Of course, the basic premise is that each term relates to how far through the sales process a non-customer is and what lead nurturing still needs to be done to turn them into a Customer.
The problem is their meanings overlap based on who you speak to and when you speak with them. What is a Lead and how it is different to a Prospect? When does a Subscriber turn into a Lead?
In this post we’ll clarify the differences between the terms and provide a simple, practical, working baseline that you can use to clearly define them in your business.
First a Little Background on the B2B Sales Process
Impulse buying is rare in the B2B sales process. Almost all purchases will be Considered Purchases because of the financial and business impact of making the wrong decision.
For considered purchases the following elements must to be in place before a sale will be made:
The need for the purchase must be explicitly acknowledged by the prospect.
No matter how much you know or believe that company x must have your widget y to succeed, if they do not explicitly agree, you cannot make that sale.
The timing for the purchase must be now, or at least known.
Most (all) businesses have many more things they’d like to do than the time or money to complete it. Your purchase must be near the top of that priority list.
Note that these are two elements in the BANT qualification process (Budget, Authority, Need, Timing) and they are critical in moving a prospect from one stage to the next.
The Five B2B Sales Stages
The five stages in the B2B buying process are:
- Subscriber = Visitor + Contact Details + Permission to Contact.
- Lead = Subscriber + Potential Need
- Prospect = Lead + Acknowledged Need + Acknowledged Priority
- Customer = Prospect + Commitment
Let’s dive into each in more detail.
What is a Visitor?
A Visitor is someone you don’t yet know anything about.
‘Visitor’ is really a website specific term but you should consider a Visitor anyone your business comes into contact with where you don’t know their name or anything about them.
Here are some examples:
- Someone who arrives at your website but doesn’t leave their contact details.
- Someone who talks to you at a tradeshow booth but doesn’t give you their card
- Someone who calls your business and doesn’t leave their contact details
What is a Subscriber?
A subscriber is a Visitor whose name and contact details you know, and has consented to be contacted by you.
Your goal for Visitors is to turn them into Subscribers.
At this point, you don’t yet know if they are a good fit for your business. You just know they exist.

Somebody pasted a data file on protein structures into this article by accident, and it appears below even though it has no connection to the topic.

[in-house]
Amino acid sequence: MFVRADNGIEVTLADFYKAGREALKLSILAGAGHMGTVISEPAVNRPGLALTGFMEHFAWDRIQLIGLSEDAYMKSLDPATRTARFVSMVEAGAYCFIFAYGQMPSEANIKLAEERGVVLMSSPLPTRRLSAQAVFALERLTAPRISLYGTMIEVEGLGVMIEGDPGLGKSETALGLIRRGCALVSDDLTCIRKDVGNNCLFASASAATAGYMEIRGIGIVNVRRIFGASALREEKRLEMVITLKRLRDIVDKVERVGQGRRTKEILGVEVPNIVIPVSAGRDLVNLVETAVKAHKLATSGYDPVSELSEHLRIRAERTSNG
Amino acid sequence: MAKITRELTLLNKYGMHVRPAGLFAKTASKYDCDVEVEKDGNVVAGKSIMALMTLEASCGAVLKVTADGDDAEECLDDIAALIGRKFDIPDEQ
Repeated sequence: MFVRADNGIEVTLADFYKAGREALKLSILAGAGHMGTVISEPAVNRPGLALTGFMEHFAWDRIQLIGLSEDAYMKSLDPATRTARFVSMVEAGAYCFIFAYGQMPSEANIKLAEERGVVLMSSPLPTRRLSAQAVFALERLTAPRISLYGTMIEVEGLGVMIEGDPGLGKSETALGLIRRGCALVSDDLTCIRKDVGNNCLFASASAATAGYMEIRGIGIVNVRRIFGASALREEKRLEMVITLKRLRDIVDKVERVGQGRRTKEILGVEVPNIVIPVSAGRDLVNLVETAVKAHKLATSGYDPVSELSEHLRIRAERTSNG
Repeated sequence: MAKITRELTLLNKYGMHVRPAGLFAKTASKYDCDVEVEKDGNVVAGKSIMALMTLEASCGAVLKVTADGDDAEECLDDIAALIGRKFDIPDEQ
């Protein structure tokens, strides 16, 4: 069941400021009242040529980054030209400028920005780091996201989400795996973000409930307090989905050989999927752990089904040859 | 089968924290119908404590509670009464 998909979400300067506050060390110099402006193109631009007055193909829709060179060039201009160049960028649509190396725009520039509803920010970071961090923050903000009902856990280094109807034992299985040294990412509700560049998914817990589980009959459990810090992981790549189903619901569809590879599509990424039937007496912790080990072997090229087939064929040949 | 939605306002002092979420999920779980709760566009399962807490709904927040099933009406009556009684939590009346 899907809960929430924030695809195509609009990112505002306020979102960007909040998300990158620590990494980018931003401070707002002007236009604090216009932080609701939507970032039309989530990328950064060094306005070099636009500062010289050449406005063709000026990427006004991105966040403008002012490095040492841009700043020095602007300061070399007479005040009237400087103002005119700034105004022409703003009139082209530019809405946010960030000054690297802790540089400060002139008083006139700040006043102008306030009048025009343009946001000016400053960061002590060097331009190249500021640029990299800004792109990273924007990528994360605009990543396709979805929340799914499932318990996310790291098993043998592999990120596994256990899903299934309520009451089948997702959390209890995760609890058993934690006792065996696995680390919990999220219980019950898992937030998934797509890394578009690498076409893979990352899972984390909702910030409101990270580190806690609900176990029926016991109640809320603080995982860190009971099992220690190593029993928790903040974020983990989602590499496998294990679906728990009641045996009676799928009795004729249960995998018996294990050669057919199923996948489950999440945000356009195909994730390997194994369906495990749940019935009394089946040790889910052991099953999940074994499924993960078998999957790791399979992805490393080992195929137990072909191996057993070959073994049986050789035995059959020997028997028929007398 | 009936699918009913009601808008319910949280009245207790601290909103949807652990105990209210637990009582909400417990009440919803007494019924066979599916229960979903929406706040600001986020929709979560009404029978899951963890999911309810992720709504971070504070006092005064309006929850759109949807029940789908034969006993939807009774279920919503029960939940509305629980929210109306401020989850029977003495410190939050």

Consent laws are different all over the world. But in Australia, anyone who willingly gives you their contact details has also provided implicit consent to be contacted by you.
Examples of Subscribers are:
- Someone who has downloaded content from your website
- Someone who has provided their business card at a tradeshow – providing a business card is implicit consent to be contacted
What is a Lead? (also called a Marketing Qualified Lead or MQL)
A Lead is a Subscriber that could conceivably buy your products or services. That is, they are the right fit for your business, now or in the future.
Subscribers turn into Leads by, explicitly or implicitly, indicating they are a good fit for your company.
You can use several approaches to make this determination.
This is where you score different elements of the Subscriber’s behaviour or demographics and convert them to Leads when they meet some threshold.
- Demographic: Their job title: “Student”, “CEO”, “Head of Sales, etc.
- Behaviour: What they have downloaded, etc.
Manual data review
You goal for Leads is two fold
- Educate them about the problems they perhaps don’t know they have, which you can solve.
- Stay engaged so when they are ready to solve their problem, you’re present and easy to contact.
Lead nurturing is the best way achieve both of these tasks.
What is a Prospect (also called a Sales Qualified Lead or SQL)
A Prospect is a Lead that (1) acknowledges they have a problem and (2) wants to solve it now.
The challenge here is to understand when they actively want to make a change that your products or services can deliver.
Again, you can make this determination in a couple of ways
- They view pages on your website that indicate they are ready to buy, e.g. pricing, about us, case studies, and other bottom of the funnel content pages.
- They take action by emailing or calling your business.
Your goal for Prospects is to further qualify them to confirm they have the budget and authority to make a purchase so you can create a Sales Opportunity.
What is a Customer
A Customer is a Prospect who has made a commitment to proceed on a purchase.
There are some old school business managers and business owners that would say someone is a Prospect until they have paid their invoice.
I’m a bit easier going, but in a B2B context, I would say someone is not a customer until they have made a definite commitment: signed the proposal or contract, provided their credit card, etc.
Verbal “go-aheads” are not enough and have a habit of falling through. I’ve even see signed agreements get delayed and never executed so you’ll need more than a verbal approval.
But what is an Opportunity (or Deal)?
In this list we’ve missed a couple of terms that maybe you were expecting: Opportunity and Deal.
An Opportunity is a specific business opportunity for which a Prospect has (or can get) an approved budget and is in the process of making a decision.
So a Prospect may have one or more Opportunities.
It’s at this time you should put them into your CRM as an Opportunity.